tv Whatd You Miss Bloomberg September 9, 2016 4:00pm-5:01pm EDT
u.s. stocks posting their biggest decline since the brexit vote. all major indexes losing 2%. complacency and global markets ended as central bank starts to question the benefits of further monetary easing. that is causing a whirlwind in the markets. ford is buying into the ridesharing game. record profits and strong sales aren't helping lift the stock as we see a decline going forward. we begin with our market minutes. looking at the s&p 500, the biggest selloff since june 24. the dow industrials losing 392 points.
we talk about the vick sinking to fresh lows constantly. all that is gone. good talking about that streak of no gains or losses of 1%. matt: during those last 40 days of no huge swings in either direction, we rarely saw the imap all one color. i for beginning of the year, that was for the constant. this shows the s&p moves rogan down -- broken down by industries. big stocksers, the were big losers. losing andon all they are so big, they dragged the index down. what i think is interesting is the vick's continue to climb throughout the day. when i looked at this a half hour ago, we want out through
the 200 day moving average. we have now shot up through that. again on the vick's of 4.8 points, a gain of 40% in a single day. the big story is a backup and interest rates. i want to do an extended look today. let's start simple in the u.s. you see higher across the board but the real action at the longer end of the curve. treasuries down, yields higher. particularly at the long end. now let's look at the spread. the spread significantly wider in the last several days. for so long, we talked about the declining spread. some now, we are seeing steepening. let's go to germany and take a look at the german 10 year. actually yielding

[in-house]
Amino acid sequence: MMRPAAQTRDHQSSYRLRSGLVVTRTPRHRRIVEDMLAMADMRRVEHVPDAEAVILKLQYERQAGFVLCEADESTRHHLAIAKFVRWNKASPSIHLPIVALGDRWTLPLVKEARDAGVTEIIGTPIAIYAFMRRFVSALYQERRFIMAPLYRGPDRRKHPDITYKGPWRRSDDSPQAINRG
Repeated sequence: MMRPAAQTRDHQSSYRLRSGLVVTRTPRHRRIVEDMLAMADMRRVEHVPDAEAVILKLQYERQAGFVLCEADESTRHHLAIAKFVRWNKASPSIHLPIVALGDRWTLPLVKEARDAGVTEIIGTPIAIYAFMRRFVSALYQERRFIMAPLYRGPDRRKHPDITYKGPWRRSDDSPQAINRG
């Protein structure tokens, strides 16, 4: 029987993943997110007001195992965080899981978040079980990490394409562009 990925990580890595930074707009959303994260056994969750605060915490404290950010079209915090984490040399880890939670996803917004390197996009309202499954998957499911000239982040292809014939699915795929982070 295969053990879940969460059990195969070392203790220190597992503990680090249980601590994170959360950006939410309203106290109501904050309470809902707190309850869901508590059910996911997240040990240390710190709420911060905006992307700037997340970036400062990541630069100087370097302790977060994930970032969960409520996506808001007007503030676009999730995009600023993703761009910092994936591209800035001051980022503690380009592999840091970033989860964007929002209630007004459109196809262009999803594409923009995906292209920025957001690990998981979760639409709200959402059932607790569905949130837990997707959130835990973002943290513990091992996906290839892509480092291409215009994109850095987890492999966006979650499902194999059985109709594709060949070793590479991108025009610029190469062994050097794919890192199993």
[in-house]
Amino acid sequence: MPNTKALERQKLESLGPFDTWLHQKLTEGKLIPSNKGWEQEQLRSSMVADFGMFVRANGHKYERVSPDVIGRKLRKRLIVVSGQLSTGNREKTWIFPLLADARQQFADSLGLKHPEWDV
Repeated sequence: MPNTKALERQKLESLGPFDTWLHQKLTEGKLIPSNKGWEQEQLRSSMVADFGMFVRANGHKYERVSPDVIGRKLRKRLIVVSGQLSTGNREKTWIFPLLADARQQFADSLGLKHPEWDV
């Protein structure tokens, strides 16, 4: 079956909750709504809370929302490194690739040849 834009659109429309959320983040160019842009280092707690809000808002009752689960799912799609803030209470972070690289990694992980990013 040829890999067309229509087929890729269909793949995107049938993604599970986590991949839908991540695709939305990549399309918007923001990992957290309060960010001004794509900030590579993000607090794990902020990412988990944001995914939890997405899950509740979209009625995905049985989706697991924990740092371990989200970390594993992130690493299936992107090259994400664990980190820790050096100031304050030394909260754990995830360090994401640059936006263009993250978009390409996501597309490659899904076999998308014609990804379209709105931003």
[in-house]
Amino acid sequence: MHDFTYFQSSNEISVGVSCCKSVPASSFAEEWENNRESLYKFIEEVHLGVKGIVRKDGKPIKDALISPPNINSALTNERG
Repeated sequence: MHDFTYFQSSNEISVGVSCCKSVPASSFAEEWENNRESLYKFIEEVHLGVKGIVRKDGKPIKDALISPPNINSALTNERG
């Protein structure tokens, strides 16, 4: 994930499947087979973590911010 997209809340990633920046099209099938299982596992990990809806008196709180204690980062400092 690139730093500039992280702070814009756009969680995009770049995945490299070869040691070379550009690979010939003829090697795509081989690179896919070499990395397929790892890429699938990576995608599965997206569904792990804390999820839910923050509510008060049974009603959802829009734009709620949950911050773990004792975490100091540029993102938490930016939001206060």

something, .01%. we have an ecb meeting yesterday. no hints of an expansion. may some disappointment there. here is a one-year chart of the german 10 year. still incredibly low by standards but up significantly from where we were in july. finally, i want to take a look at the one-year chart of the japanese 10 year yields. we have seen a backup in rates there. itsboj might not continue bond buying program. we also saw it bottom around the same time. this is the defining story in markets right now. assets in thehe chase for yield and the idea you would buy equities based on the rates. any sign of scarlet: jgb leading the global
bond. joe: jgb and germany and now the u.s.. scarlet: we will have met bows or join us in a minute to break it all down. the dollar is doing well. the bloomberg dollar index ending the week with some strains for the week. the u.s. was closed but the rest of the world was trading. i'm looking at the aussie dollar losing as much as 1.3%. we did have data this week that showed a drop in approvals. the housing market is cooling and that would allow the reserve bank to lower rates without sparking another housing boom so that might be another factor. emerging market currencies are in retreat. and the increase in u.s. yield undermines the risk carry trade